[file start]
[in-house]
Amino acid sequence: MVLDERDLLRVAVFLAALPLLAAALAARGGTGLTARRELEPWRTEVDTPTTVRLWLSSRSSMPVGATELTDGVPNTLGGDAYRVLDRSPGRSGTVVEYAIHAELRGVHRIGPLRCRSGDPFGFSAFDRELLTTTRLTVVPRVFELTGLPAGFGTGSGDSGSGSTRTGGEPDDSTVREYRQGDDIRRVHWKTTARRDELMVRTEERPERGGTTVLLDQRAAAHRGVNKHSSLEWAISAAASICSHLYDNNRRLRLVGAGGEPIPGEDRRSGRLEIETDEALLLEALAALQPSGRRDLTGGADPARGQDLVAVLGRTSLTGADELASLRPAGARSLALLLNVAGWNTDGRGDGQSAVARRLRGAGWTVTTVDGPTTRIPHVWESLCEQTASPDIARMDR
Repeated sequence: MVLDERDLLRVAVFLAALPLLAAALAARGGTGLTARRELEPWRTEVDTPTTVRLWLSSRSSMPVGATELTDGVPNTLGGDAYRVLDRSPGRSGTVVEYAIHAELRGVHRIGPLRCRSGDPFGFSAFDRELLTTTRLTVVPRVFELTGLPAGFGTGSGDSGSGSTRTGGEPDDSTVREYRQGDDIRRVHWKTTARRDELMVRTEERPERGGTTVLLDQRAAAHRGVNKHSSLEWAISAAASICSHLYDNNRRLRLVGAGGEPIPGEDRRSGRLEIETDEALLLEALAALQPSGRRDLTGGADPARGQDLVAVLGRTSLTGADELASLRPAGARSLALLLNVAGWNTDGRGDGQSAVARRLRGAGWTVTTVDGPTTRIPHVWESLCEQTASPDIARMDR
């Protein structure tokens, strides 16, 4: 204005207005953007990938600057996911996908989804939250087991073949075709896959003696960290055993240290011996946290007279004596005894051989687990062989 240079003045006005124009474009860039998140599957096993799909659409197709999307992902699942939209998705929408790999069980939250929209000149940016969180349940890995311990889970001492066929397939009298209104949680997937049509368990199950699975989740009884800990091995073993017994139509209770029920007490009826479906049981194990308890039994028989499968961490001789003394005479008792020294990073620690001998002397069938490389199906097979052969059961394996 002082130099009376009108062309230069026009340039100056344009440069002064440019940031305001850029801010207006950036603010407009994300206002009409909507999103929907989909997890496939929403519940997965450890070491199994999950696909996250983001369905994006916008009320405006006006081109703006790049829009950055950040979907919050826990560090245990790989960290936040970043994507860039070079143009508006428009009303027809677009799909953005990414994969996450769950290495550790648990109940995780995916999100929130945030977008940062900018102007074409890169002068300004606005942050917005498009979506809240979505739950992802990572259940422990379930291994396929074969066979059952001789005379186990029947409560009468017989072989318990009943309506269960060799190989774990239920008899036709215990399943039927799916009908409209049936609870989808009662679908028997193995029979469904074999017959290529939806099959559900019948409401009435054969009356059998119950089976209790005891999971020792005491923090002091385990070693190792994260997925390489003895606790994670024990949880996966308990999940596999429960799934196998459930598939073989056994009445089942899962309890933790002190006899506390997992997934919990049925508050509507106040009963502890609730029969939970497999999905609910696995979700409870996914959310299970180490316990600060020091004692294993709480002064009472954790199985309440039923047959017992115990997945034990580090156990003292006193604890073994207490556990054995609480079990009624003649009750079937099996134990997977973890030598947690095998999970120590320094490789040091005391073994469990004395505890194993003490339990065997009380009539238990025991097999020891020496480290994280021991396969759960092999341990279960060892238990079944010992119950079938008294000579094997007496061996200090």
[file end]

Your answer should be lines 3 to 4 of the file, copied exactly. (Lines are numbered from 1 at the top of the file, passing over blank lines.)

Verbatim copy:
Repeated sequence: MVLDERDLLRVAVFLAALPLLAAALAARGGTGLTARRELEPWRTEVDTPTTVRLWLSSRSSMPVGATELTDGVPNTLGGDAYRVLDRSPGRSGTVVEYAIHAELRGVHRIGPLRCRSGDPFGFSAFDRELLTTTRLTVVPRVFELTGLPAGFGTGSGDSGSGSTRTGGEPDDSTVREYRQGDDIRRVHWKTTARRDELMVRTEERPERGGTTVLLDQRAAAHRGVNKHSSLEWAISAAASICSHLYDNNRRLRLVGAGGEPIPGEDRRSGRLEIETDEALLLEALAALQPSGRRDLTGGADPARGQDLVAVLGRTSLTGADELASLRPAGARSLALLLNVAGWNTDGRGDGQSAVARRLRGAGWTVTTVDGPTTRIPHVWESLCEQTASPDIARMDR
């Protein structure tokens, strides 16, 4: 204005207005953007990938600057996911996908989804939250087991073949075709896959003696960290055993240290011996946290007279004596005894051989687990062989 240079003045006005124009474009860039998140599957096993799909659409197709999307992902699942939209998705929408790999069980939250929209000149940016969180349940890995311990889970001492066929397939009298209104949680997937049509368990199950699975989740009884800990091995073993017994139509209770029920007490009826479906049981194990308890039994028989499968961490001789003394005479008792020294990073620690001998002397069938490389199906097979052969059961394996 002082130099009376009108062309230069026009340039100056344009440069002064440019940031305001850029801010207006950036603010407009994300206002009409909507999103929907989909997890496939929403519940997965450890070491199994999950696909996250983001369905994006916008009320405006006006081109703006790049829009950055950040979907919050826990560090245990790989960290936040970043994507860039070079143009508006428009009303027809677009799909953005990414994969996450769950290495550790648990109940995780995916999100929130945030977008940062900018102007074409890169002068300004606005942050917005498009979506809240979505739950992802990572259940422990379930291994396929074969066979059952001789005379186990029947409560009468017989072989318990009943309506269960060799190989774990239920008899036709215990399943039927799916009908409209049936609870989808009662679908028997193995029979469904074999017959290529939806099959559900019948409401009435054969009356059998119950089976209790005891999971020792005491923090002091385990070693190792994260997925390489003895606790994670024990949880996966308990999940596999429960799934196998459930598939073989056994009445089942899962309890933790002190006899506390997992997934919990049925508050509507106040009963502890609730029969939970497999999905609910696995979700409870996914959310299970180490316990600060020091004692294993709480002064009472954790199985309440039923047959017992115990997945034990580090156990003292006193604890073994207490556990054995609480079990009624003649009750079937099996134990997977973890030598947690095998999970120590320094490789040091005391073994469990004395505890194993003490339990065997009380009539238990025991097999020891020496480290994280021991396969759960092999341990279960060892238990079944010992119950079938008294000579094997007496061996200090």